Frustrated by his hedging manner of speaking, I rang two relatives and friends and told them I was again being detained by the SSS. Then the agent glowered at me and told me I was not supposed to make phone calls. He asked to see my phone, and proceeded to switch it off. For the first time, I lost my cool. Who did he think he was, I asked, some dictator? I told him I found his action insulting and disrespectful. Then I demanded that he immediately turn on the phone and return it to me. Just that moment, another officer entered the room, took the phone from him, turned it on, and gave it back to me. Just in time – because a friend had tried to reach me, found my phone turned off, and was about to alert an international news agency. I told him to wait.
 
I stayed in the room for more than six hours, awake all through despite my tiredness. The director finally arrived just after 9 a.m. Thirty or so minutes later, I was ushered into his office. He was a genial man and appeared quite professional. He immediately apologized profusely for my more than ten-hour detention, and promised to see to it that my name was finally removed from the agency’s watch list.
 
I told him that, seeing the state of the airport/Nigeria, I had no apologies to offer about my commentary on the country. I explained that I had no plans to write a petition to be removed from the agency’s list. I had not asked to be put on the roll to start with, and – as a matter of principle – I will never plead to be removed from it. As a law-respecting person, I deserve my freedom from all forms of state harassment. And, in the spirit of Fela Anikulapo-Kuti, I’m not one to beg for my rights.
 
In all this drama of detention and release, the immigration did not stamp me in as having arrived in the country. Two days later, I was in Calabar visiting a relative when I received a telephone call from an SSS officer. He asked that I come to the airport after my trip to Cross River and Anambra states to have the immigration anomaly rectified. When I did, the immigration department insisted on stamping me in, not on the day of my actual arrival – Saturday, January 12 – but on the day I showed up again.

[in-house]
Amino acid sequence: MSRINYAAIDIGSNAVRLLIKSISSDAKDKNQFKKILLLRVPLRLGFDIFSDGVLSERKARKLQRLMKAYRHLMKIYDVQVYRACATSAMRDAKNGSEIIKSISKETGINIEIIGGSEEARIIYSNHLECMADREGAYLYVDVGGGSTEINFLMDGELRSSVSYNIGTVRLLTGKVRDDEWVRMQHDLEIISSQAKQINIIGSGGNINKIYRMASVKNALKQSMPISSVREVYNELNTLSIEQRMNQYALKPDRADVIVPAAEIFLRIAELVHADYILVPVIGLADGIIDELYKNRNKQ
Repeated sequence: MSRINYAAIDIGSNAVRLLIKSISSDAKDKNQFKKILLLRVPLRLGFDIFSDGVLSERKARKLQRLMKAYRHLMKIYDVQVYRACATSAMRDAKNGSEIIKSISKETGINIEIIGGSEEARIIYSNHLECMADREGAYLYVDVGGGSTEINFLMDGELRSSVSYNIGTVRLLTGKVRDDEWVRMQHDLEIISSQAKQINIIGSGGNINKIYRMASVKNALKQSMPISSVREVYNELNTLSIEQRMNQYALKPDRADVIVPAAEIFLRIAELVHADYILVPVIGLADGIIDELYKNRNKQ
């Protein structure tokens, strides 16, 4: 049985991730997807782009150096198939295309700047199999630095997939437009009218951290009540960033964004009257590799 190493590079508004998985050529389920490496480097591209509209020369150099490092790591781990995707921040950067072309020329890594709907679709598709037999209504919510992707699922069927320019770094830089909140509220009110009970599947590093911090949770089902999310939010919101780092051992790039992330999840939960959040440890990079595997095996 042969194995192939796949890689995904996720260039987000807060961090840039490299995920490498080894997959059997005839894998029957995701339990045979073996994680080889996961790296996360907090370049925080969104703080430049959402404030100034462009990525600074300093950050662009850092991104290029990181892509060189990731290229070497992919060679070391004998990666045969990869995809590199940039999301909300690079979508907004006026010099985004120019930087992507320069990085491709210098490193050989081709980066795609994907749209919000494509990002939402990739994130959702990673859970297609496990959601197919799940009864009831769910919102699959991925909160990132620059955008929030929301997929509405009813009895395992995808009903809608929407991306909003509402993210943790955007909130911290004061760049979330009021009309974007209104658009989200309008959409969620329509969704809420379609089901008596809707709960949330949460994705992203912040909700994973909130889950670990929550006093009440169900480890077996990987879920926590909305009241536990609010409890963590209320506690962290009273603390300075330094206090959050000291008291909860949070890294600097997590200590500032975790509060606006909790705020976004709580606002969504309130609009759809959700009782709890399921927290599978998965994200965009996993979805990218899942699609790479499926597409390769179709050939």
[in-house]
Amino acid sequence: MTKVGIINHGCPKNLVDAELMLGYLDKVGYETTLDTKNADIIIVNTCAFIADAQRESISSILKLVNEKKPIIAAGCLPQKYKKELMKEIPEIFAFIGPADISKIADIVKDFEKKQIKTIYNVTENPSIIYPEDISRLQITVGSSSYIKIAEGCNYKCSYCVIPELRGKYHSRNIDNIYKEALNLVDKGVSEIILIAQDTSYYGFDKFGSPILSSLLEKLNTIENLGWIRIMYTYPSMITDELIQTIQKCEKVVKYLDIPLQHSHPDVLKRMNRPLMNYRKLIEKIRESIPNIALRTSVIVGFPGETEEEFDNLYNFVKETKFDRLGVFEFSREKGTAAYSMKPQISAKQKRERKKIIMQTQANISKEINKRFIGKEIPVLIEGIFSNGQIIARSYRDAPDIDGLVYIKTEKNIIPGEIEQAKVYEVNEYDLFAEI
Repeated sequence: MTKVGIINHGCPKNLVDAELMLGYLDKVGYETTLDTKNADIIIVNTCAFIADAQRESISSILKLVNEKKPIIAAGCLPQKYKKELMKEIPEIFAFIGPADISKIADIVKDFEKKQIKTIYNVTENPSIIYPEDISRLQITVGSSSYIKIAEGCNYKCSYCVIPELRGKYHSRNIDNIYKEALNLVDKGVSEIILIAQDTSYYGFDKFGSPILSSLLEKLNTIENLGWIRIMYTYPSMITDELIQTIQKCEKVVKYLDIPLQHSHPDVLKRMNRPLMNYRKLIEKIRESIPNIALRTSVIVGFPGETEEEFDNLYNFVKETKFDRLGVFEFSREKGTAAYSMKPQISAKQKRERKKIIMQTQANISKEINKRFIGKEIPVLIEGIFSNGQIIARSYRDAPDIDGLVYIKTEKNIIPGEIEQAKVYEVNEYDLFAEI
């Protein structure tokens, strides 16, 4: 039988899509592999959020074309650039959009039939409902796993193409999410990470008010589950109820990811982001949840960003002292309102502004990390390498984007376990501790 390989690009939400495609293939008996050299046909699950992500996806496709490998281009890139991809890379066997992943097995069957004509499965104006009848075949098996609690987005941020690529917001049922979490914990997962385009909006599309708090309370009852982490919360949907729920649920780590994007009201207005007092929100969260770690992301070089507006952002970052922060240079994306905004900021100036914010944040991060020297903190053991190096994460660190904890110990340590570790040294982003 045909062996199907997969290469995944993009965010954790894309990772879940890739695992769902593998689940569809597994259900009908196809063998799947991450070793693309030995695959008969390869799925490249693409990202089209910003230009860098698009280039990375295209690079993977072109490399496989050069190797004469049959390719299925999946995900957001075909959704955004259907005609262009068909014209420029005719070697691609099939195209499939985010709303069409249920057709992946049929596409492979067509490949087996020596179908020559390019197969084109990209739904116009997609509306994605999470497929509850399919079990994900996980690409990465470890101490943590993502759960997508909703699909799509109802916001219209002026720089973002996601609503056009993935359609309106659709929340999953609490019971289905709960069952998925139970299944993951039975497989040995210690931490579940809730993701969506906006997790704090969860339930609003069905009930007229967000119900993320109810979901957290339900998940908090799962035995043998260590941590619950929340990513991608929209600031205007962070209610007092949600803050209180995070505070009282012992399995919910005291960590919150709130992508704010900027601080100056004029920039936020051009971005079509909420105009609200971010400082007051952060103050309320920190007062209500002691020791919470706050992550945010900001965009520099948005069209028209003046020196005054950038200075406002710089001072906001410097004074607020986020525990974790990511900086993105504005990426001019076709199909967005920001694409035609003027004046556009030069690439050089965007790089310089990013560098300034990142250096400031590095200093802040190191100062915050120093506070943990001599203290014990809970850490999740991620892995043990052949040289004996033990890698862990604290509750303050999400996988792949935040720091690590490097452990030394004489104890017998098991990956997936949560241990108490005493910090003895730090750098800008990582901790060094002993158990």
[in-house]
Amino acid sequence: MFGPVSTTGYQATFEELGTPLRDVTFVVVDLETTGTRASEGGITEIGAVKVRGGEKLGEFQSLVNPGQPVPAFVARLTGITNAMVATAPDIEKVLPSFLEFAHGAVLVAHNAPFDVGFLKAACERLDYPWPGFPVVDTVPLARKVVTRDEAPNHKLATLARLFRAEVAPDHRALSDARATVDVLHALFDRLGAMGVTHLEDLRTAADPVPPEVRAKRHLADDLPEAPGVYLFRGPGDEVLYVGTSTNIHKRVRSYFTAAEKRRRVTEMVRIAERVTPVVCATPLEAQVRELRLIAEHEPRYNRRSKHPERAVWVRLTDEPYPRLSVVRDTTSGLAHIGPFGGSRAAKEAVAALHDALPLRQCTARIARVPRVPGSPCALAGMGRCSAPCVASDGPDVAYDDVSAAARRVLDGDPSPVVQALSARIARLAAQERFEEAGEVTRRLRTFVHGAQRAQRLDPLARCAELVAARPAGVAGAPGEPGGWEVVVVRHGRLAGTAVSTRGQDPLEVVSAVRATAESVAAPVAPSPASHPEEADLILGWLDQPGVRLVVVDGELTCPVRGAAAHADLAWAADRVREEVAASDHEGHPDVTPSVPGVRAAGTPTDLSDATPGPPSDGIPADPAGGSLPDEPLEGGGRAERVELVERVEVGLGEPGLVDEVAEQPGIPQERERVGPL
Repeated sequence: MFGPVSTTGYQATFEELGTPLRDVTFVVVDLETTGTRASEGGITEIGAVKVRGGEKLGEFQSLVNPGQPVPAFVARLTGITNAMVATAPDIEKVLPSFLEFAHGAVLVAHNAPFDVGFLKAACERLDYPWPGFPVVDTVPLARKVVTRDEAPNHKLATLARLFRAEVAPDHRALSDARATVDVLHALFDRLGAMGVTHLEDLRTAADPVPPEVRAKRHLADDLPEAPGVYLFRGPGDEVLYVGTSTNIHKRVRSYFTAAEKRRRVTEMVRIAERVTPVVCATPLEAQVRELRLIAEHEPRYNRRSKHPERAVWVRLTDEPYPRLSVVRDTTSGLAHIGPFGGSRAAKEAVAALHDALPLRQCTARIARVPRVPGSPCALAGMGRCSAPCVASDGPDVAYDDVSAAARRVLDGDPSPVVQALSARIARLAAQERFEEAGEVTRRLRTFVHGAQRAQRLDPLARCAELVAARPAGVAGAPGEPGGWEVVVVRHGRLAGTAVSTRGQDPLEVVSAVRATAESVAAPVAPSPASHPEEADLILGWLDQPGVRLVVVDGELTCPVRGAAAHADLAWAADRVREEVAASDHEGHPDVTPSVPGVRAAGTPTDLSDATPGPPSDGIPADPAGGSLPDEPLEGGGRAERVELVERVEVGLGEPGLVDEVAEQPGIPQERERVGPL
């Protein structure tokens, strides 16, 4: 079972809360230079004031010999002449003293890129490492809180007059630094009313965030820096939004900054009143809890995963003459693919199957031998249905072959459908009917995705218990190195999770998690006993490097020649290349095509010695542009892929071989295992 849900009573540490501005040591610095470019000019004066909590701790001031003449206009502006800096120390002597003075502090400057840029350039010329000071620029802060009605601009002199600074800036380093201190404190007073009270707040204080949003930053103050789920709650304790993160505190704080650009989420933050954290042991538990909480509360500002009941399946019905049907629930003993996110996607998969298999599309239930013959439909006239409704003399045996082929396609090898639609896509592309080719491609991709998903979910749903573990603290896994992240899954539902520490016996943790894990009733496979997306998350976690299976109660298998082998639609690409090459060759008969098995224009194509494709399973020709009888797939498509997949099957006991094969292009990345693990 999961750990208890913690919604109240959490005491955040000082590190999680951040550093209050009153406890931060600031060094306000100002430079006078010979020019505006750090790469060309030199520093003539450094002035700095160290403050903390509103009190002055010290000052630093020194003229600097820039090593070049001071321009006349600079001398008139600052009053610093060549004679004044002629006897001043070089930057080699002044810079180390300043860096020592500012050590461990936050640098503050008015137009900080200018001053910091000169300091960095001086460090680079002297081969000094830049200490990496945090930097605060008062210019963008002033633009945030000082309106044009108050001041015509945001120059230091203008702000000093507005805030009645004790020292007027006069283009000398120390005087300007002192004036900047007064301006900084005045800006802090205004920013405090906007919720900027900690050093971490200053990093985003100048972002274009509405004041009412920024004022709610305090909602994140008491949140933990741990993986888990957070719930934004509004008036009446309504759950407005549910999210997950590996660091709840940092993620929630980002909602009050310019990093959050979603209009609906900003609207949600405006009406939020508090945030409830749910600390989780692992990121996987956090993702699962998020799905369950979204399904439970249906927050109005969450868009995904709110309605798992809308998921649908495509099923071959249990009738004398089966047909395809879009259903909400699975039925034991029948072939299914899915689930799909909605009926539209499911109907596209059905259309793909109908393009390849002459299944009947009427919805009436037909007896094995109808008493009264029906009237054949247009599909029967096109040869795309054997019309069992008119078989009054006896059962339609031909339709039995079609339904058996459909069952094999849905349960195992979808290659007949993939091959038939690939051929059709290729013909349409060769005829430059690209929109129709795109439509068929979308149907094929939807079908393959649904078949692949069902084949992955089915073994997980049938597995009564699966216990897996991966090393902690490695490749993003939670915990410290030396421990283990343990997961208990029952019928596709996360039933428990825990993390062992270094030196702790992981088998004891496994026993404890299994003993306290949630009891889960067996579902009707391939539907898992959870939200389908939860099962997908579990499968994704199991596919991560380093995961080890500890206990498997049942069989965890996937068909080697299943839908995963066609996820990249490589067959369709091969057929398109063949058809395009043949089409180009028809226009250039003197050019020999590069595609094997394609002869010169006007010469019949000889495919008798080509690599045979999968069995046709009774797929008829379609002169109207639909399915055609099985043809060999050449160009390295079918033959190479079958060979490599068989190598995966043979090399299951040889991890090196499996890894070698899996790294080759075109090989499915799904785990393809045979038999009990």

Such inconveniences can be grating. Yet, my reaction to the whole experience was not complicated. On the one hand, I could put it all in perspective. Many writers, including Soyinka, had paid and continue to pay much harsher prices. But I also believe that an innocent citizen should not be put upon, not even for one second. And certainly not with so many prominent criminals allowed to strut the stage in freedom, often protected by the country’s law enforcement and security agents! Fear never entered the equation. I believe that, in the end, fear can be a choice – and I have chosen not to fear.
 
I permitted myself, instead, to entertain some hope, perhaps a fantasy. I told the SSS director that I hoped the day would come – soon – when the SSS and other law enforcement agencies would be re-organized along sound professional lines. Once that happens, these agencies would start going after Nigeria’s real enemies, the criminals who rig elections, plunder and embezzle public funds, and commit other acts that jeopardize Nigeria’s present and future and leave its once proud, prim airport in wretched disrepair. Unless the SSS and other security apparatuses of the Nigerian state learn to tackle the true enemies of Nigeria, whether these enemies are serving or ex-governors, ministers, legislators or presidents; whether they hold such grand-sounding but hollow honorifics as GCFRs, GCONs, MFRs, CONs, and even if they are regaled with equally empty, so-called chieftaincy titles – unless this starts happening (and urgently), Nigeria’s doom is certain to proceed.
  (okeyndibe@gmail.com)

Please follow me on twitter @ okeyndibe

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One can always tell true

One can always tell true Nigerians apart from hypocrites like you. maybe you were paid to coat the rotten cake with sugar. okey is making meaningful contributions and all you desire is run him down... please start living and stop existing.

STOP HARASSING OKEY NDIBE

Okey my brother don't mind them.Any day we find a scrach on your body,we know the people to hold responsible.The people detaining you are the real enemies of Nigeria.Most of those people parading as SSS men & women don't even know how to write their names.Even if they remove your name from the so called list,you will still be arrested because they can't read nor write.Just keep on writing.We shall overcome one day.God bless you,Achebe,Soyinka & all others both dead & alive fighting for a better Nigeria.

Bloody revolution